Most students who come to The Y.A.L.E. School’s Williamstown campus are referred because of a complex combination of educational challenges and behavior.
“Over time, students with academic deficits who do not get the help they need may develop inappropriate behaviors. These behaviors evolve in order to deflect a student’s feelings of inadequacy and alienation in the regular classroom,” said James Morrow, campus supervisor at Y.A.L.E. Williamstown.
Without the right supports, students can get locked into a cycle in which behavior becomes more serious, and academic skills continue to decline.
“The public school classroom becomes a stage for their behaviors. Students stop learning and eventually need a more intensive academic and behavioral program.”
When a student comes to Y.A.L.E’s Williamstown campus, Morrow said one of the first challenges is to help the student change the negative image he/she has developed about him/herself, school and the future.
“Academic and behavioral failures can become so engrained that they shape a child’s expectations of himself. We need to help students develop a positive self-image through the use of positive supports,” said Morrow.
Morrow describes the first few weeks at the Williamstown campus as a “baseline period” during which school leaders collect data and information about the student’s academic levels and behavioral challenges.
“We use this time to build solid and trusting relationships between the student and staff that will provide the foundation for success in all areas of development,” said Morrow.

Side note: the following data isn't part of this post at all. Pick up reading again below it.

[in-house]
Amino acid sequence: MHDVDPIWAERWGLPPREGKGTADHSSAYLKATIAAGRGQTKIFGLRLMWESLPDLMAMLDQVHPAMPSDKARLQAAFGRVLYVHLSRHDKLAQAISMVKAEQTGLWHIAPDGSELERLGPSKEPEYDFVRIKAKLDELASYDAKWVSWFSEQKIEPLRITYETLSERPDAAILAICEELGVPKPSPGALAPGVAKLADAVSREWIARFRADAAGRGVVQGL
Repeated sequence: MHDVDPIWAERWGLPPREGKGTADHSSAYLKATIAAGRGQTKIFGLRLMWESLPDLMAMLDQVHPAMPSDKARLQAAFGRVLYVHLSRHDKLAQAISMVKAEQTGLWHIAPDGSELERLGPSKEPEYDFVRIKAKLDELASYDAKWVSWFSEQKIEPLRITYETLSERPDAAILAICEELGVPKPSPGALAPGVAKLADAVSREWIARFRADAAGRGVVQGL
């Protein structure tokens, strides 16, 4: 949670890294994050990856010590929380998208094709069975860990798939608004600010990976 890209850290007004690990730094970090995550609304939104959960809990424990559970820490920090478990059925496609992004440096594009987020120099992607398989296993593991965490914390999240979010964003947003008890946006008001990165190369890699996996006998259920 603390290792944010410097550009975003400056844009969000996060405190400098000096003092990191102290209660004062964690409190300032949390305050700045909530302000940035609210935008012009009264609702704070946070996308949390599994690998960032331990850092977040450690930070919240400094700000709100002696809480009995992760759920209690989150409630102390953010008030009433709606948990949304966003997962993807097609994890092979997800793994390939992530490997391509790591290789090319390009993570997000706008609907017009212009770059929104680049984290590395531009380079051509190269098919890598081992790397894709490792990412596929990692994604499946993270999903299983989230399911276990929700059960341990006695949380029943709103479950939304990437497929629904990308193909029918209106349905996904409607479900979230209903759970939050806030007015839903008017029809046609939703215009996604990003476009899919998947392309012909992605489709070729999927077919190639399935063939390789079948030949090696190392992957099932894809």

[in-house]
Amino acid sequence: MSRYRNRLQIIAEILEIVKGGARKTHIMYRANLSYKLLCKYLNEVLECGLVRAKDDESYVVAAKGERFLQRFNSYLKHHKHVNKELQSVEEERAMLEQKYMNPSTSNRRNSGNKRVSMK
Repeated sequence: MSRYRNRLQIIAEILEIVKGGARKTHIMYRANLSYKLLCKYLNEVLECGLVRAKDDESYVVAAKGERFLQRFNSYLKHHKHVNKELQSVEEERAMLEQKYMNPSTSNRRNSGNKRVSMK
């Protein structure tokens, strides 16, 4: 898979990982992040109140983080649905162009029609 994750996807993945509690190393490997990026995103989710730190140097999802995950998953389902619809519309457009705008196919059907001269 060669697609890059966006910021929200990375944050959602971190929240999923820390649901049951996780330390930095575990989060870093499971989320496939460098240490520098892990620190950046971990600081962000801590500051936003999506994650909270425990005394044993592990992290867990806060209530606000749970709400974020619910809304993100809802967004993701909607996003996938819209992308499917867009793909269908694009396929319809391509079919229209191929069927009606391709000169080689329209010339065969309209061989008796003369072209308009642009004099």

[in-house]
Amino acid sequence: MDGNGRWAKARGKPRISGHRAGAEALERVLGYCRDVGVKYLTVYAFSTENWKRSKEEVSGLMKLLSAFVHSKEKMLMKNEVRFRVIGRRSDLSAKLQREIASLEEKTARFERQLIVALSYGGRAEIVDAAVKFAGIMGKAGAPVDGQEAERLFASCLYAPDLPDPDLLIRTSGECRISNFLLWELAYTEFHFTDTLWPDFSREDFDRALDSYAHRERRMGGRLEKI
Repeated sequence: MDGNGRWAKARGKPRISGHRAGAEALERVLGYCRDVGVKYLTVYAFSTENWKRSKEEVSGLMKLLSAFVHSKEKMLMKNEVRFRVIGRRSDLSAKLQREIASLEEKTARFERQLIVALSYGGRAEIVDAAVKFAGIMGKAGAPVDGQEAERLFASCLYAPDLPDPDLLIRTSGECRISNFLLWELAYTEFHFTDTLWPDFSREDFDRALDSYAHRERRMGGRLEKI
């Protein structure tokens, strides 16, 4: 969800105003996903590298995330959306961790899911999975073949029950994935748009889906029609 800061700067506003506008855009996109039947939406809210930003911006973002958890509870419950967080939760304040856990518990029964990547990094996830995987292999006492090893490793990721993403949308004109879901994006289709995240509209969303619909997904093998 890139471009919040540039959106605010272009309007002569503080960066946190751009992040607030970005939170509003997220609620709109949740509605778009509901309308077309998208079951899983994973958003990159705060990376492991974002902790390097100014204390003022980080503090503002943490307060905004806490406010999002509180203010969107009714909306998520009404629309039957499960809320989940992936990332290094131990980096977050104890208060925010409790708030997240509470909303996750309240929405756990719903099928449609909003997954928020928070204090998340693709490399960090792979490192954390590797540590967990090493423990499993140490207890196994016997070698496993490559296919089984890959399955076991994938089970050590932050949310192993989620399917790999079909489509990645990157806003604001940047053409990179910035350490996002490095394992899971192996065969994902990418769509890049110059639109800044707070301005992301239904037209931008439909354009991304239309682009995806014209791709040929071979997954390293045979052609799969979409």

As Morrow and his team learn about the student, they begin to teach appropriate responses to triggers that, in the past, would have been inappropriate, thus helping the student develop a more confident self-image.
“When a child begins to believe in himself, the real learning can begin,” said Morrow. “He is more open to meeting higher expectations and challenging core curriculum standards.”
Morrow and his staff know that learning to read is the key to ongoing academic success. Because so many students with challenging behavior have underlying learning disabilities, the campus provides an intensive and highly individualized program of instruction, including The Wilson Reading System©.
“Students are engaged in meaningful reading and writing tasks every day,” said Morrow. “They work cooperatively to read, write and respond to literature, and are given the opportunity to choose novels that interest them.”
Ongoing data collection and assessment are an important part of the program. Every year, each student reads an average of eight grade-appropriate novels and increases their reading levels by 1.5 grade levels.
“In spite of their challenges, our students are capable of learning and being successful in school and in life,” said Morrow. “Given the right program, supervision, behavioral supports and instruction in a positive school environment, students can really grow!”